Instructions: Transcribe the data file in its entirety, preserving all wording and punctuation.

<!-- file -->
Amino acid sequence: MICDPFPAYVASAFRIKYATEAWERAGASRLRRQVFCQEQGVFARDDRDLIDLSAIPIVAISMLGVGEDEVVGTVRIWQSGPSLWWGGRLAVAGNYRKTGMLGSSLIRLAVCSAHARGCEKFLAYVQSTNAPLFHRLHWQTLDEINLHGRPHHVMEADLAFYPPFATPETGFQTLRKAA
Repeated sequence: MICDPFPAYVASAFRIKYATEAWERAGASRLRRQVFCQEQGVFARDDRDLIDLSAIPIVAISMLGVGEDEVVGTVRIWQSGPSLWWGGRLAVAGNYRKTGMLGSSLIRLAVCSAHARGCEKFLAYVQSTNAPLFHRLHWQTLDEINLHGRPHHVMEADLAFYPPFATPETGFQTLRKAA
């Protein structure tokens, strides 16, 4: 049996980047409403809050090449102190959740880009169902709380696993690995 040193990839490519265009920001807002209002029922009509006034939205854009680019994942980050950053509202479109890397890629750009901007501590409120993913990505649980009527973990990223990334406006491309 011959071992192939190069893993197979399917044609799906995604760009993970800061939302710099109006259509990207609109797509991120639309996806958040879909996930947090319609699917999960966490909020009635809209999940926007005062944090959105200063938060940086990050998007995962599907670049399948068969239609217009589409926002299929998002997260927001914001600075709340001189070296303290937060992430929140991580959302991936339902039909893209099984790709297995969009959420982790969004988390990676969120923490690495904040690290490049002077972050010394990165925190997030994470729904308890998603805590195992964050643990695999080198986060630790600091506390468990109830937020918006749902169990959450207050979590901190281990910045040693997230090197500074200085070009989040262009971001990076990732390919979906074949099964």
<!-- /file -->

Amino acid sequence: MICDPFPAYVASAFRIKYATEAWERAGASRLRRQVFCQEQGVFARDDRDLIDLSAIPIVAISMLGVGEDEVVGTVRIWQSGPSLWWGGRLAVAGNYRKTGMLGSSLIRLAVCSAHARGCEKFLAYVQSTNAPLFHRLHWQTLDEINLHGRPHHVMEADLAFYPPFATPETGFQTLRKAA
Repeated sequence: MICDPFPAYVASAFRIKYATEAWERAGASRLRRQVFCQEQGVFARDDRDLIDLSAIPIVAISMLGVGEDEVVGTVRIWQSGPSLWWGGRLAVAGNYRKTGMLGSSLIRLAVCSAHARGCEKFLAYVQSTNAPLFHRLHWQTLDEINLHGRPHHVMEADLAFYPPFATPETGFQTLRKAA
């Protein structure tokens, strides 16, 4: 049996980047409403809050090449102190959740880009169902709380696993690995 040193990839490519265009920001807002209002029922009509006034939205854009680019994942980050950053509202479109890397890629750009901007501590409120993913990505649980009527973990990223990334406006491309 011959071992192939190069893993197979399917044609799906995604760009993970800061939302710099109006259509990207609109797509991120639309996806958040879909996930947090319609699917999960966490909020009635809209999940926007005062944090959105200063938060940086990050998007995962599907670049399948068969239609217009589409926002299929998002997260927001914001600075709340001189070296303290937060992430929140991580959302991936339902039909893209099984790709297995969009959420982790969004988390990676969120923490690495904040690290490049002077972050010394990165925190997030994470729904308890998603805590195992964050643990695999080198986060630790600091506390468990109830937020918006749902169990959450207050979590901190281990910045040693997230090197500074200085070009989040262009971001990076990732390919979906074949099964």